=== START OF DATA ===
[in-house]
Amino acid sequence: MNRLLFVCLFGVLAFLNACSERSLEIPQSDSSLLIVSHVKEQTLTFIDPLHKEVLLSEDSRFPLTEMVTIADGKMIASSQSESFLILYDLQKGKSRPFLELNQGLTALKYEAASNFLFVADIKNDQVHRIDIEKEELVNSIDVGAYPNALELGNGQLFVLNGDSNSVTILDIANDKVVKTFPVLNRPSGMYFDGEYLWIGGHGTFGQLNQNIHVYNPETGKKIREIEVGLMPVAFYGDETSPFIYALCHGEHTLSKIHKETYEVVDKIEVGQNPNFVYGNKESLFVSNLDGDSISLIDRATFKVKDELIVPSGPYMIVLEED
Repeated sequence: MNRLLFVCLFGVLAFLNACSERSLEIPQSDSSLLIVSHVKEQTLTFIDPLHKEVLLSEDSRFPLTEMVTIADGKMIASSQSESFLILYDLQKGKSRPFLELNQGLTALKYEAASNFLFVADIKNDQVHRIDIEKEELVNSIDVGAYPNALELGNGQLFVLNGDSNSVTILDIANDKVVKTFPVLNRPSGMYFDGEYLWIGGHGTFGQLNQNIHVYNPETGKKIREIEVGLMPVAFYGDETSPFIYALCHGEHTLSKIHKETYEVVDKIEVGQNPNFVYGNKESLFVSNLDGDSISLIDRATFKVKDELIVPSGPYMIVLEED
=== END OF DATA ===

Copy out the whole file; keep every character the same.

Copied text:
[in-house]
Amino acid sequence: MNRLLFVCLFGVLAFLNACSERSLEIPQSDSSLLIVSHVKEQTLTFIDPLHKEVLLSEDSRFPLTEMVTIADGKMIASSQSESFLILYDLQKGKSRPFLELNQGLTALKYEAASNFLFVADIKNDQVHRIDIEKEELVNSIDVGAYPNALELGNGQLFVLNGDSNSVTILDIANDKVVKTFPVLNRPSGMYFDGEYLWIGGHGTFGQLNQNIHVYNPETGKKIREIEVGLMPVAFYGDETSPFIYALCHGEHTLSKIHKETYEVVDKIEVGQNPNFVYGNKESLFVSNLDGDSISLIDRATFKVKDELIVPSGPYMIVLEED
Repeated sequence: MNRLLFVCLFGVLAFLNACSERSLEIPQSDSSLLIVSHVKEQTLTFIDPLHKEVLLSEDSRFPLTEMVTIADGKMIASSQSESFLILYDLQKGKSRPFLELNQGLTALKYEAASNFLFVADIKNDQVHRIDIEKEELVNSIDVGAYPNALELGNGQLFVLNGDSNSVTILDIANDKVVKTFPVLNRPSGMYFDGEYLWIGGHGTFGQLNQNIHVYNPETGKKIREIEVGLMPVAFYGDETSPFIYALCHGEHTLSKIHKETYEVVDKIEVGQNPNFVYGNKESLFVSNLDGDSISLIDRATFKVKDELIVPSGPYMIVLEED